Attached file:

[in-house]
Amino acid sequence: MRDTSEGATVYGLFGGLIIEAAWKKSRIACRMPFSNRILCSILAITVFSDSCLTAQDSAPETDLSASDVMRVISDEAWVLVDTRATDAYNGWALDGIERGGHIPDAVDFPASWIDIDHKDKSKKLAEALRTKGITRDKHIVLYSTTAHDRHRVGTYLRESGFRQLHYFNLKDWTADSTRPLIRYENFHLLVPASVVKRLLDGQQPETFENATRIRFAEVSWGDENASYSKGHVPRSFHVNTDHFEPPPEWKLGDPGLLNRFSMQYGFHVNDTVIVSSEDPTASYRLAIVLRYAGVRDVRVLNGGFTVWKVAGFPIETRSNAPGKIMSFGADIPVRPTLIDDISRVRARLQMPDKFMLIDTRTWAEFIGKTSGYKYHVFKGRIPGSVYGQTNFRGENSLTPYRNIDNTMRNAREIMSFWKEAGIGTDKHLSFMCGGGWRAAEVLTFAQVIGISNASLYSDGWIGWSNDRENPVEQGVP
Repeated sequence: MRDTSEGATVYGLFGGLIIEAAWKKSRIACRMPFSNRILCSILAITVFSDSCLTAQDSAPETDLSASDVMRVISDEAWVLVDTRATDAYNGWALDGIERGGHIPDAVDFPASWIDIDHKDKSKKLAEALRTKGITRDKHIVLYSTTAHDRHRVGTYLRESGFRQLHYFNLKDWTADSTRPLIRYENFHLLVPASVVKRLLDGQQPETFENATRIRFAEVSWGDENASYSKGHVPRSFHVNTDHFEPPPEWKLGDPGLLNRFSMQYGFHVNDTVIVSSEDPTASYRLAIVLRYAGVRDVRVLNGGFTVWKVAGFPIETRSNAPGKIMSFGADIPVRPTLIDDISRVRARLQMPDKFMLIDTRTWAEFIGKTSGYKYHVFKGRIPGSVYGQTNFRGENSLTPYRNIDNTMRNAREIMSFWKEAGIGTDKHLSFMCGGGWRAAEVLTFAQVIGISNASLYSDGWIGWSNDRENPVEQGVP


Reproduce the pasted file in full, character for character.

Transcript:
[in-house]
Amino acid sequence: MRDTSEGATVYGLFGGLIIEAAWKKSRIACRMPFSNRILCSILAITVFSDSCLTAQDSAPETDLSASDVMRVISDEAWVLVDTRATDAYNGWALDGIERGGHIPDAVDFPASWIDIDHKDKSKKLAEALRTKGITRDKHIVLYSTTAHDRHRVGTYLRESGFRQLHYFNLKDWTADSTRPLIRYENFHLLVPASVVKRLLDGQQPETFENATRIRFAEVSWGDENASYSKGHVPRSFHVNTDHFEPPPEWKLGDPGLLNRFSMQYGFHVNDTVIVSSEDPTASYRLAIVLRYAGVRDVRVLNGGFTVWKVAGFPIETRSNAPGKIMSFGADIPVRPTLIDDISRVRARLQMPDKFMLIDTRTWAEFIGKTSGYKYHVFKGRIPGSVYGQTNFRGENSLTPYRNIDNTMRNAREIMSFWKEAGIGTDKHLSFMCGGGWRAAEVLTFAQVIGISNASLYSDGWIGWSNDRENPVEQGVP
Repeated sequence: MRDTSEGATVYGLFGGLIIEAAWKKSRIACRMPFSNRILCSILAITVFSDSCLTAQDSAPETDLSASDVMRVISDEAWVLVDTRATDAYNGWALDGIERGGHIPDAVDFPASWIDIDHKDKSKKLAEALRTKGITRDKHIVLYSTTAHDRHRVGTYLRESGFRQLHYFNLKDWTADSTRPLIRYENFHLLVPASVVKRLLDGQQPETFENATRIRFAEVSWGDENASYSKGHVPRSFHVNTDHFEPPPEWKLGDPGLLNRFSMQYGFHVNDTVIVSSEDPTASYRLAIVLRYAGVRDVRVLNGGFTVWKVAGFPIETRSNAPGKIMSFGADIPVRPTLIDDISRVRARLQMPDKFMLIDTRTWAEFIGKTSGYKYHVFKGRIPGSVYGQTNFRGENSLTPYRNIDNTMRNAREIMSFWKEAGIGTDKHLSFMCGGGWRAAEVLTFAQVIGISNASLYSDGWIGWSNDRENPVEQGVP